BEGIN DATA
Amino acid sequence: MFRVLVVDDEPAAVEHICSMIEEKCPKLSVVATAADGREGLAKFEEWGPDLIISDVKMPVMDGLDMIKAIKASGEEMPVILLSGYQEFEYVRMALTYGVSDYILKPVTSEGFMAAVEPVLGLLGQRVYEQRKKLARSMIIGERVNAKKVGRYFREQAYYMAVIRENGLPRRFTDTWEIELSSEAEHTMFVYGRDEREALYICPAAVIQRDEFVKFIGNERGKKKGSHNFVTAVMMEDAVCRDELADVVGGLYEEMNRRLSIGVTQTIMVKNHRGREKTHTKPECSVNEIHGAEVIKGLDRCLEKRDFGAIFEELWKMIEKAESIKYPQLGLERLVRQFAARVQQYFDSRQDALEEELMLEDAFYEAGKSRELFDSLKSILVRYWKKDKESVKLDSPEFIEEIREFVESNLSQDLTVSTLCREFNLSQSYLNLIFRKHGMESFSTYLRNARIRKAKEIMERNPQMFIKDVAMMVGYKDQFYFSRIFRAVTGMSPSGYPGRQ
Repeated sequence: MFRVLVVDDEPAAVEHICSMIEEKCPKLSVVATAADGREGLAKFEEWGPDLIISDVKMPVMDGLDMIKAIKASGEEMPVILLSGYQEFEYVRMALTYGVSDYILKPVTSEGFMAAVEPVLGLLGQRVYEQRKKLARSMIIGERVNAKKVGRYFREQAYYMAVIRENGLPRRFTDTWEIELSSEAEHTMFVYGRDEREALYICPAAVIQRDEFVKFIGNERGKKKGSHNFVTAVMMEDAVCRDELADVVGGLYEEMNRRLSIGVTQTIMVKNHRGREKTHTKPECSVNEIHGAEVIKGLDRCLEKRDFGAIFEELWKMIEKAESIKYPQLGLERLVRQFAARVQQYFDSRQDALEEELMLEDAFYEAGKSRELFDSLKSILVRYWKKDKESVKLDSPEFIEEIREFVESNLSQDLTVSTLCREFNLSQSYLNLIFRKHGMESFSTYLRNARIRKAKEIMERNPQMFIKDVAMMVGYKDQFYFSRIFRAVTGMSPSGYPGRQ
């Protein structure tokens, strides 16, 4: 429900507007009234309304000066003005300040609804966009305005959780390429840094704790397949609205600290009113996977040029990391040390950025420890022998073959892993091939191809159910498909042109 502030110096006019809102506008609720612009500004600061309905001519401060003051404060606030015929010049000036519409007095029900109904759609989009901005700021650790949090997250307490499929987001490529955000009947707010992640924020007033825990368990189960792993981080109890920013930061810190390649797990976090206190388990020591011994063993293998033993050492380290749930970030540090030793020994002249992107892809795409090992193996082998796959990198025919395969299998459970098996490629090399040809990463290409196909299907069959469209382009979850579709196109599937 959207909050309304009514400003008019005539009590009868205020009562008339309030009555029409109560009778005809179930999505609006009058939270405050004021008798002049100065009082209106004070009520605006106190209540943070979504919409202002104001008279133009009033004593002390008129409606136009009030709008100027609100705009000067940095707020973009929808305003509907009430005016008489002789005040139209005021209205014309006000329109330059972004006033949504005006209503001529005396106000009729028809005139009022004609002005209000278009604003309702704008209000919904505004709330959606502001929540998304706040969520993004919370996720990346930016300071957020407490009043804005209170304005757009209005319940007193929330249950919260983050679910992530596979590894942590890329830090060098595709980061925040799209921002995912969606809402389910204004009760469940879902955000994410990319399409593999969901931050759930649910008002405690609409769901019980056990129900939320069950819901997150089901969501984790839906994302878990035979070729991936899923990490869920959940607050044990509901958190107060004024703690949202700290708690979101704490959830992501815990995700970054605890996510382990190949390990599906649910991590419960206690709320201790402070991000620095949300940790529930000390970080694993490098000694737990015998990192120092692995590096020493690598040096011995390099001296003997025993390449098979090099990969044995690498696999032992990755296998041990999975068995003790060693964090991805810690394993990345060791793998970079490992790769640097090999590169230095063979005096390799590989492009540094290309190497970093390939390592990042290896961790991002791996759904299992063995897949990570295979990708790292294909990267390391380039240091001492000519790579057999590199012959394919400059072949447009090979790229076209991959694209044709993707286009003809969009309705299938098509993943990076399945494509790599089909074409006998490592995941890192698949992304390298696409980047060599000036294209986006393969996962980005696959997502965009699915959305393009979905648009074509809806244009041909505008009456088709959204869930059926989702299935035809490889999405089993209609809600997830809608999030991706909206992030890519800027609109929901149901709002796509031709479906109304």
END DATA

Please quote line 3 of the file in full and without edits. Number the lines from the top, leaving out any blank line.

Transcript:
């Protein structure tokens, strides 16, 4: 429900507007009234309304000066003005300040609804966009305005959780390429840094704790397949609205600290009113996977040029990391040390950025420890022998073959892993091939191809159910498909042109 502030110096006019809102506008609720612009500004600061309905001519401060003051404060606030015929010049000036519409007095029900109904759609989009901005700021650790949090997250307490499929987001490529955000009947707010992640924020007033825990368990189960792993981080109890920013930061810190390649797990976090206190388990020591011994063993293998033993050492380290749930970030540090030793020994002249992107892809795409090992193996082998796959990198025919395969299998459970098996490629090399040809990463290409196909299907069959469209382009979850579709196109599937 959207909050309304009514400003008019005539009590009868205020009562008339309030009555029409109560009778005809179930999505609006009058939270405050004021008798002049100065009082209106004070009520605006106190209540943070979504919409202002104001008279133009009033004593002390008129409606136009009030709008100027609100705009000067940095707020973009929808305003509907009430005016008489002789005040139209005021209205014309006000329109330059972004006033949504005006209503001529005396106000009729028809005139009022004609002005209000278009604003309702704008209000919904505004709330959606502001929540998304706040969520993004919370996720990346930016300071957020407490009043804005209170304005757009209005319940007193929330249950919260983050679910992530596979590894942590890329830090060098595709980061925040799209921002995912969606809402389910204004009760469940879902955000994410990319399409593999969901931050759930649910008002405690609409769901019980056990129900939320069950819901997150089901969501984790839906994302878990035979070729991936899923990490869920959940607050044990509901958190107060004024703690949202700290708690979101704490959830992501815990995700970054605890996510382990190949390990599906649910991590419960206690709320201790402070991000620095949300940790529930000390970080694993490098000694737990015998990192120092692995590096020493690598040096011995390099001296003997025993390449098979090099990969044995690498696999032992990755296998041990999975068995003790060693964090991805810690394993990345060791793998970079490992790769640097090999590169230095063979005096390799590989492009540094290309190497970093390939390592990042290896961790991002791996759904299992063995897949990570295979990708790292294909990267390391380039240091001492000519790579057999590199012959394919400059072949447009090979790229076209991959694209044709993707286009003809969009309705299938098509993943990076399945494509790599089909074409006998490592995941890192698949992304390298696409980047060599000036294209986006393969996962980005696959997502965009699915959305393009979905648009074509809806244009041909505008009456088709959204869930059926989702299935035809490889999405089993209609809600997830809608999030991706909206992030890519800027609109929901149901709002796509031709479906109304």